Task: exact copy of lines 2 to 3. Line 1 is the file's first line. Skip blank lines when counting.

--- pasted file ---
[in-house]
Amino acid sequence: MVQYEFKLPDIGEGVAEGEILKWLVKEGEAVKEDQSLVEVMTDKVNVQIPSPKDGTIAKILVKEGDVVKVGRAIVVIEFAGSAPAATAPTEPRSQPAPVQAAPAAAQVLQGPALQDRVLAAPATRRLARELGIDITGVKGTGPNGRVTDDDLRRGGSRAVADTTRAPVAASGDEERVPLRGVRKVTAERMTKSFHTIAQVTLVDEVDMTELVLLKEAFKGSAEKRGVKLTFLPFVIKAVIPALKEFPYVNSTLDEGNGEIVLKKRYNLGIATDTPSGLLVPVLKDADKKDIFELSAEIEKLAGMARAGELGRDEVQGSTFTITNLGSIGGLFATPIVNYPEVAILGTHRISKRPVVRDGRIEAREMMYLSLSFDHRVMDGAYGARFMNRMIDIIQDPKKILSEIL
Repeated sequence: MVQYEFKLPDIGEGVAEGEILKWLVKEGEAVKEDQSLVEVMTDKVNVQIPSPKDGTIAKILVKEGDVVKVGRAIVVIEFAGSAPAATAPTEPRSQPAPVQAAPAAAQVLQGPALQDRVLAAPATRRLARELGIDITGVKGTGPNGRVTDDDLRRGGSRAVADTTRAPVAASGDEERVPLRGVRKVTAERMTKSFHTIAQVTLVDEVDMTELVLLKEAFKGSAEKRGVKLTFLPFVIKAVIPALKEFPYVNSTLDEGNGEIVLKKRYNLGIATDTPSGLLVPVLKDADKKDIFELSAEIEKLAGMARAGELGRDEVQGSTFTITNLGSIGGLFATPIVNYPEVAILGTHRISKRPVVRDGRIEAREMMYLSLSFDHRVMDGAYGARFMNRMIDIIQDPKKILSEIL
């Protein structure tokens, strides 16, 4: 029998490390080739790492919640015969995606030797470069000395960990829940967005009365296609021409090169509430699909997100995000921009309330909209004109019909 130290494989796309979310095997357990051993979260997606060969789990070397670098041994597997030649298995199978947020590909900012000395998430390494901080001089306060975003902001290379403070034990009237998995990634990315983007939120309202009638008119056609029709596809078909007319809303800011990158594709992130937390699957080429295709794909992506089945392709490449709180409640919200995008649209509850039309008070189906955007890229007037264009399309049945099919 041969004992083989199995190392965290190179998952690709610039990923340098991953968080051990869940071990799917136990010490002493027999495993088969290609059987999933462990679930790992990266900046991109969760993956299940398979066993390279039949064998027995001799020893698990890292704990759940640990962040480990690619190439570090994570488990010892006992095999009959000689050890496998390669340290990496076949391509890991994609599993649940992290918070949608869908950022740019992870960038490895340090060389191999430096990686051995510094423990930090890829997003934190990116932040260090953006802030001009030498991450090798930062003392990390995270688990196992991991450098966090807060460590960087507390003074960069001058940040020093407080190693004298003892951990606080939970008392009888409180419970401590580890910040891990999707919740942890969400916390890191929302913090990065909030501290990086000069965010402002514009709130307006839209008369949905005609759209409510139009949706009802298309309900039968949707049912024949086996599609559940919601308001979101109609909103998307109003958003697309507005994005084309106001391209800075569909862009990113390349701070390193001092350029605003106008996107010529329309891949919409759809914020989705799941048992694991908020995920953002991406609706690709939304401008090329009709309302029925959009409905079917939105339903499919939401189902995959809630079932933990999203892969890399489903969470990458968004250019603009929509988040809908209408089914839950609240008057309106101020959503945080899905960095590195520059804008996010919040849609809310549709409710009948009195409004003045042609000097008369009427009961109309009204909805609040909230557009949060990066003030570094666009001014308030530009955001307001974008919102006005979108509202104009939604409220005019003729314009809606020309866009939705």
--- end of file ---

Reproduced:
Amino acid sequence: MVQYEFKLPDIGEGVAEGEILKWLVKEGEAVKEDQSLVEVMTDKVNVQIPSPKDGTIAKILVKEGDVVKVGRAIVVIEFAGSAPAATAPTEPRSQPAPVQAAPAAAQVLQGPALQDRVLAAPATRRLARELGIDITGVKGTGPNGRVTDDDLRRGGSRAVADTTRAPVAASGDEERVPLRGVRKVTAERMTKSFHTIAQVTLVDEVDMTELVLLKEAFKGSAEKRGVKLTFLPFVIKAVIPALKEFPYVNSTLDEGNGEIVLKKRYNLGIATDTPSGLLVPVLKDADKKDIFELSAEIEKLAGMARAGELGRDEVQGSTFTITNLGSIGGLFATPIVNYPEVAILGTHRISKRPVVRDGRIEAREMMYLSLSFDHRVMDGAYGARFMNRMIDIIQDPKKILSEIL
Repeated sequence: MVQYEFKLPDIGEGVAEGEILKWLVKEGEAVKEDQSLVEVMTDKVNVQIPSPKDGTIAKILVKEGDVVKVGRAIVVIEFAGSAPAATAPTEPRSQPAPVQAAPAAAQVLQGPALQDRVLAAPATRRLARELGIDITGVKGTGPNGRVTDDDLRRGGSRAVADTTRAPVAASGDEERVPLRGVRKVTAERMTKSFHTIAQVTLVDEVDMTELVLLKEAFKGSAEKRGVKLTFLPFVIKAVIPALKEFPYVNSTLDEGNGEIVLKKRYNLGIATDTPSGLLVPVLKDADKKDIFELSAEIEKLAGMARAGELGRDEVQGSTFTITNLGSIGGLFATPIVNYPEVAILGTHRISKRPVVRDGRIEAREMMYLSLSFDHRVMDGAYGARFMNRMIDIIQDPKKILSEIL